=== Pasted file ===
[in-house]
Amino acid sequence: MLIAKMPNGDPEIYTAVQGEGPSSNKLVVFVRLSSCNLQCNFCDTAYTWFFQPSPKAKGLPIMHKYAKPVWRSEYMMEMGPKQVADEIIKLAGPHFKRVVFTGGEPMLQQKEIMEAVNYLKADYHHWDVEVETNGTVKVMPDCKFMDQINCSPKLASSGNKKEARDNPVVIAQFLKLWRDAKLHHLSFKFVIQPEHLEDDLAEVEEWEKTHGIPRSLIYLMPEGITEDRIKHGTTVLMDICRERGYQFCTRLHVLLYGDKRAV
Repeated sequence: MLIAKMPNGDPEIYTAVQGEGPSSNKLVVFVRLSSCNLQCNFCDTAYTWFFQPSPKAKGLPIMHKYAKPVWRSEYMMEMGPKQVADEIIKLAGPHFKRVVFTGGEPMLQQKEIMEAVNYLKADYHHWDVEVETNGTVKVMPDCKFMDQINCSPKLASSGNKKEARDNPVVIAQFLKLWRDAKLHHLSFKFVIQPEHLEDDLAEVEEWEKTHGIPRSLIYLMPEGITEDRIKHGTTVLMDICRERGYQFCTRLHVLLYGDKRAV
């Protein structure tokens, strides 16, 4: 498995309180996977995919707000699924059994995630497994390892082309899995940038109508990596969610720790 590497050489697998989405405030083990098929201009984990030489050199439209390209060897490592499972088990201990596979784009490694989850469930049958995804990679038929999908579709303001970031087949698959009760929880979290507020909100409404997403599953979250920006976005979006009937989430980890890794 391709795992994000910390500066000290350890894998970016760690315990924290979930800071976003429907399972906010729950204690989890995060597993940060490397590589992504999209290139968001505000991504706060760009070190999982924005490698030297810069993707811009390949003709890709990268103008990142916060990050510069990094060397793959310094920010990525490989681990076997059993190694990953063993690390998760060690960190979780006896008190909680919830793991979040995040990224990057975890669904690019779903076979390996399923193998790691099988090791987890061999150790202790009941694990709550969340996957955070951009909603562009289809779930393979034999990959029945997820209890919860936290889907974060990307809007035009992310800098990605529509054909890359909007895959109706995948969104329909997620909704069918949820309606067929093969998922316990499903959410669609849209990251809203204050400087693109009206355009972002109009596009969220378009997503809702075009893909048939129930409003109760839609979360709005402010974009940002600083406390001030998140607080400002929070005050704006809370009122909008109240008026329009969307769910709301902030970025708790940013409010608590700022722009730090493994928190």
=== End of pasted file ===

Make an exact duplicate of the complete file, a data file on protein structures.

[in-house]
Amino acid sequence: MLIAKMPNGDPEIYTAVQGEGPSSNKLVVFVRLSSCNLQCNFCDTAYTWFFQPSPKAKGLPIMHKYAKPVWRSEYMMEMGPKQVADEIIKLAGPHFKRVVFTGGEPMLQQKEIMEAVNYLKADYHHWDVEVETNGTVKVMPDCKFMDQINCSPKLASSGNKKEARDNPVVIAQFLKLWRDAKLHHLSFKFVIQPEHLEDDLAEVEEWEKTHGIPRSLIYLMPEGITEDRIKHGTTVLMDICRERGYQFCTRLHVLLYGDKRAV
Repeated sequence: MLIAKMPNGDPEIYTAVQGEGPSSNKLVVFVRLSSCNLQCNFCDTAYTWFFQPSPKAKGLPIMHKYAKPVWRSEYMMEMGPKQVADEIIKLAGPHFKRVVFTGGEPMLQQKEIMEAVNYLKADYHHWDVEVETNGTVKVMPDCKFMDQINCSPKLASSGNKKEARDNPVVIAQFLKLWRDAKLHHLSFKFVIQPEHLEDDLAEVEEWEKTHGIPRSLIYLMPEGITEDRIKHGTTVLMDICRERGYQFCTRLHVLLYGDKRAV
């Protein structure tokens, strides 16, 4: 498995309180996977995919707000699924059994995630497994390892082309899995940038109508990596969610720790 590497050489697998989405405030083990098929201009984990030489050199439209390209060897490592499972088990201990596979784009490694989850469930049958995804990679038929999908579709303001970031087949698959009760929880979290507020909100409404997403599953979250920006976005979006009937989430980890890794 391709795992994000910390500066000290350890894998970016760690315990924290979930800071976003429907399972906010729950204690989890995060597993940060490397590589992504999209290139968001505000991504706060760009070190999982924005490698030297810069993707811009390949003709890709990268103008990142916060990050510069990094060397793959310094920010990525490989681990076997059993190694990953063993690390998760060690960190979780006896008190909680919830793991979040995040990224990057975890669904690019779903076979390996399923193998790691099988090791987890061999150790202790009941694990709550969340996957955070951009909603562009289809779930393979034999990959029945997820209890919860936290889907974060990307809007035009992310800098990605529509054909890359909007895959109706995948969104329909997620909704069918949820309606067929093969998922316990499903959410669609849209990251809203204050400087693109009206355009972002109009596009969220378009997503809702075009893909048939129930409003109760839609979360709005402010974009940002600083406390001030998140607080400002929070005050704006809370009122909008109240008026329009969307769910709301902030970025708790940013409010608590700022722009730090493994928190």